This comes from a comment on “the other weblog” from a good citizen:
I was appalled as a student to see the level of irresponsibility and â€œuncaringnessâ€ in my math peers. Has no one taught them, in their previous 19 years, to pull their own weight? (Then again, looking at whoâ€™s running the country, I donâ€™t think itâ€™s a new issue.) I donâ€™t even think itâ€™s a college issue. If youâ€™re not prepared, you fail. Yes, this is detrimental to a personâ€™s self-esteem; maybe thatâ€™s a good thing. Somewhere along the line every individual needs to learn responsibility. Maybe a slap in college will wake them up. Maybe not. Maybe we can slap the parents??
I myself wouldn’t go after parents. Not even after students, who may or may not know how to “pull their own weight.” It’s not my intention to presume too much, but to justify certain ethics that I feel will promote opportunity. For Mary Ellen, the way people behaved in the course perhaps detracted from her own experience as a student who takes learning space seriously, and must take it seriously, because the institution will provide the path for her own future goals. This last is a key point. If I choose a path, then I must deal with the consequences of my choice. If I intend a vertical climb, I should bring ropes.
Since I’m a game player, I know that good games are designed to be winnable. But they also involve obstructions. Some games punish the player for not paying attention; they force players to rethink their approach. But they also reward those who untangle the patterns and work hard. Good game design is a good model for policy making, in my mind.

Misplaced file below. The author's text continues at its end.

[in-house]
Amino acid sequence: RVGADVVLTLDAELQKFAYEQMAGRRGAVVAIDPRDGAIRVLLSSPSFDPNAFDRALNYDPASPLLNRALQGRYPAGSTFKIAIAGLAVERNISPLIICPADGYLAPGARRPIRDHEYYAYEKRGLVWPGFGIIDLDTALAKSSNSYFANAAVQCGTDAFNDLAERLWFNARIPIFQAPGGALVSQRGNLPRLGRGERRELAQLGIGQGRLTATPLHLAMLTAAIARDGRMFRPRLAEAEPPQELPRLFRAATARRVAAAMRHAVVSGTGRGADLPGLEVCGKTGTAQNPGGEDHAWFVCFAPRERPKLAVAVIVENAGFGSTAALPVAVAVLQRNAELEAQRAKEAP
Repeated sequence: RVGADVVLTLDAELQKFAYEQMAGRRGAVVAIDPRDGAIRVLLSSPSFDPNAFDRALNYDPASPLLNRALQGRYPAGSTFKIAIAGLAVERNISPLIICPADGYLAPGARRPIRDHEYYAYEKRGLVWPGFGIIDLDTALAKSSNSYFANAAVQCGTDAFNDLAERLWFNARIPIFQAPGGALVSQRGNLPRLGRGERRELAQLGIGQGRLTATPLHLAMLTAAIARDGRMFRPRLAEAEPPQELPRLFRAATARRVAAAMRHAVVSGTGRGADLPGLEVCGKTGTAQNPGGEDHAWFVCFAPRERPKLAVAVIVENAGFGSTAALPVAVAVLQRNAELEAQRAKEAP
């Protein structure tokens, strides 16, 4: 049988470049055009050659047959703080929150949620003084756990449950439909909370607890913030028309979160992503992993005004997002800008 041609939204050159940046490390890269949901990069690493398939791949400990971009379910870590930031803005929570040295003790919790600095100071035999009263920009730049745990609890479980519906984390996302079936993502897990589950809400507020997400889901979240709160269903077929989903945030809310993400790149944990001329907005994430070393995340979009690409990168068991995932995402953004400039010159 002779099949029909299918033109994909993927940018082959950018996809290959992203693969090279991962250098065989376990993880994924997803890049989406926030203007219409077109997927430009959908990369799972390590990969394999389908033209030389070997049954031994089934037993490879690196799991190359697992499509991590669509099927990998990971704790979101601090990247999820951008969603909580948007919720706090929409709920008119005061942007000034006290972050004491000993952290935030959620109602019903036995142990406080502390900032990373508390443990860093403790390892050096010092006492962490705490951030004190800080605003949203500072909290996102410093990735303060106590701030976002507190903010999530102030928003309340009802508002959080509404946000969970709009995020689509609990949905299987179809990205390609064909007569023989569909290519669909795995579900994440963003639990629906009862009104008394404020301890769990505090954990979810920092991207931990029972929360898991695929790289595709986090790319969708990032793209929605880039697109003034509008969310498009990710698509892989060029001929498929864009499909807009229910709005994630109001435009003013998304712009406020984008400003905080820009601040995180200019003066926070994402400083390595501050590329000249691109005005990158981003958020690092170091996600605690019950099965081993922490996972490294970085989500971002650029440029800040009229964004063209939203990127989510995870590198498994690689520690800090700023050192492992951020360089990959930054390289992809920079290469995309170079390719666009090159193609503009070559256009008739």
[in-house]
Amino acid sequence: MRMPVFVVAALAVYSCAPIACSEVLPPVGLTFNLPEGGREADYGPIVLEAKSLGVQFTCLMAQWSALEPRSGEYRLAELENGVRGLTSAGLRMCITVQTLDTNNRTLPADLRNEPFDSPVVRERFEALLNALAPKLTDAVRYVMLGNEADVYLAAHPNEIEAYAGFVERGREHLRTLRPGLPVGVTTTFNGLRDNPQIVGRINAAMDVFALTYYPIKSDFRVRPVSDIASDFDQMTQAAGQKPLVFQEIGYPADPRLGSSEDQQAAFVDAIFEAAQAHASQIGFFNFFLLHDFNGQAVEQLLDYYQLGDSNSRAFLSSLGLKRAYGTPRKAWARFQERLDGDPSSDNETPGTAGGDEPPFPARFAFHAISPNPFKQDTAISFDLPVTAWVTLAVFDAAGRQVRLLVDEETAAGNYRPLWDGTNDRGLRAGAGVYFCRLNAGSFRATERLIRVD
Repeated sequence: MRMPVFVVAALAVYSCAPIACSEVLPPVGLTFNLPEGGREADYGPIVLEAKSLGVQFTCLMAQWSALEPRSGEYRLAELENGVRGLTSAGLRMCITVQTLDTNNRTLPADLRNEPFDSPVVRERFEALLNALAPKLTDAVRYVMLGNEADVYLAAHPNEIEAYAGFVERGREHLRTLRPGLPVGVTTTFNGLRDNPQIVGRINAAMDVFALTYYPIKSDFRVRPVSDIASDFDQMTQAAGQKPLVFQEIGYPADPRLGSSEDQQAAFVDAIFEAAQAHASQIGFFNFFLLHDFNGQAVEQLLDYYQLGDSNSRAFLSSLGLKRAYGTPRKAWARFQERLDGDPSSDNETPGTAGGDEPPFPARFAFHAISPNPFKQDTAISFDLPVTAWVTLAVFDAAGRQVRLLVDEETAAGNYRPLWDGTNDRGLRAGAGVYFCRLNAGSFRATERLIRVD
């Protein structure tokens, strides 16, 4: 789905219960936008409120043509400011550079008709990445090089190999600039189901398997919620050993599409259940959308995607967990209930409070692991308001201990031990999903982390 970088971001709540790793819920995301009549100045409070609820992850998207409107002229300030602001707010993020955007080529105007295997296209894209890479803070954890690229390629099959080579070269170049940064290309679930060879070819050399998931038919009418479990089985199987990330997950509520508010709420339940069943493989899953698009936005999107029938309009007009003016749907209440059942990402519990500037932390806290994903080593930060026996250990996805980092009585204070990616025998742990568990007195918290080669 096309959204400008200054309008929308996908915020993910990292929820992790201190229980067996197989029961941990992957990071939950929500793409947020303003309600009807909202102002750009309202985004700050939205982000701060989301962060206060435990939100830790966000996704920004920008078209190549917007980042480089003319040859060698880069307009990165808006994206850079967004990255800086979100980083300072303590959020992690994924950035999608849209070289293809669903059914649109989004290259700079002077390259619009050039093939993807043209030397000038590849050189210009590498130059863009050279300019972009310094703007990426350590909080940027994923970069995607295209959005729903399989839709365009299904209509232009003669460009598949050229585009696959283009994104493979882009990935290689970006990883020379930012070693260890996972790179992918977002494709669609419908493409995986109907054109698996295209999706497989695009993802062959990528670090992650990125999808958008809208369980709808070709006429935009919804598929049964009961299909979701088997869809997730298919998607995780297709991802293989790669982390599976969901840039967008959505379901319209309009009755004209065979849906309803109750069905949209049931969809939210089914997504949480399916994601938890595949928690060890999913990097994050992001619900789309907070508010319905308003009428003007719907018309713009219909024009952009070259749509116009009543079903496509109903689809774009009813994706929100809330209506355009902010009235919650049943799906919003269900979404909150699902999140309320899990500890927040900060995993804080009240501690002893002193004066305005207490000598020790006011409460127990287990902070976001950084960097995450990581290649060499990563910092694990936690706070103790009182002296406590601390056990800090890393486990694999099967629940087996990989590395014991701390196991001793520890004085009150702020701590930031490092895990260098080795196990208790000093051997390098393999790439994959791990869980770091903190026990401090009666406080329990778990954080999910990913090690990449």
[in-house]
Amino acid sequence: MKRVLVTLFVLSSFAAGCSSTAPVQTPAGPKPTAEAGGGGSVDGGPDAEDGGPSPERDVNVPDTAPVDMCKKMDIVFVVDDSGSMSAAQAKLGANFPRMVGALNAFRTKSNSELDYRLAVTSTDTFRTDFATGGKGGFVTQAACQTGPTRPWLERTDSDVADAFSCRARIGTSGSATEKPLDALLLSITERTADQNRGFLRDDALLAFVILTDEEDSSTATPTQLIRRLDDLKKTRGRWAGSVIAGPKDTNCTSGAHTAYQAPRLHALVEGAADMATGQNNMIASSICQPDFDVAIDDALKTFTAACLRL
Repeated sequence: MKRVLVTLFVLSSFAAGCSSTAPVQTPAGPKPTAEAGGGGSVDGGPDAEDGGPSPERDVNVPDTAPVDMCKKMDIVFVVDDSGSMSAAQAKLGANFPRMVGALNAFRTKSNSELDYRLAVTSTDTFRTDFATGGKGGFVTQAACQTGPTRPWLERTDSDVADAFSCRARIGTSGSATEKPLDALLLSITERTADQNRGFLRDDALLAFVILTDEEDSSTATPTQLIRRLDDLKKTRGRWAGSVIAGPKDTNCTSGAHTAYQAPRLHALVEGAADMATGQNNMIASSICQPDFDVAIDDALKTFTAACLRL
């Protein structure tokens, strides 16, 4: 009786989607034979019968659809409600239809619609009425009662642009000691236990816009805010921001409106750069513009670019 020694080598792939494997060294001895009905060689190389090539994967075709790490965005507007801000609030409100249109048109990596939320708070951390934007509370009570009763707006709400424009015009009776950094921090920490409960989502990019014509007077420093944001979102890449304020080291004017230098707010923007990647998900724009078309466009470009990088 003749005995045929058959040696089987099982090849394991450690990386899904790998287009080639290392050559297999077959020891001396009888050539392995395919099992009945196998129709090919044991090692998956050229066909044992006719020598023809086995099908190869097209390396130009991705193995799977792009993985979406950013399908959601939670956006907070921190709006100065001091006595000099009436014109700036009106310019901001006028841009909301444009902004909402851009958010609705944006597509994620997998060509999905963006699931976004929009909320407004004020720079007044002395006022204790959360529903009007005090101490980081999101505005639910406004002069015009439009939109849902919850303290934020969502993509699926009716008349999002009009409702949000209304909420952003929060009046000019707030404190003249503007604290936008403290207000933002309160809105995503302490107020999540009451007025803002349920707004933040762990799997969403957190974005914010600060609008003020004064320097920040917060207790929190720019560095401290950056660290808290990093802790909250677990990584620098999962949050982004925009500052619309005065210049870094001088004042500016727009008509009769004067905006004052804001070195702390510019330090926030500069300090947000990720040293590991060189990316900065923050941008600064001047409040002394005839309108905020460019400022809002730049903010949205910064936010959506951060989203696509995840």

The drop date at our college is a major problem, and I’ve argued this in open forums and lost. I believe a drop should be three to four weeks into a semester. Such a date provides people with plenty of time to establish themselves in a learning space, to plan ahead, to determine fit, and to commit. A drop date that is too far into a semester becomes a wild-card variable.
In addition, I can no longer drop students from a course. I should be able to do this, so that I can control and encourage the learning space. In a game, players who get to the middle by cheating or by continually running to the walkthrough will not respond to feedback in the same way that vanguard players do. In reality, I cannot surmount a game section for another player. Players must make the decisions, learn from mistakes, and find the way through. No one could save Sampras from his opponent but himself.
In one section of American Shaolin, Matt Polly confronts major fear at the Zhengzhou tournament. This is the famous “scared shitless” scene. He writes:
I felt tears stream down my face. I wanted to go home. I wanted to stay in that bathroom forever. I wanted to do anything but get on top of a platform and face the Champ in front of 10,000 screaming Chinese.
For me, this is a powerful kind of learning situation where confrontation provides opportunity for demonstration of ability. Games, tests, wounds–these provide learning opportunity.
Let’s continue with this gaming metaphor.
But will the students play?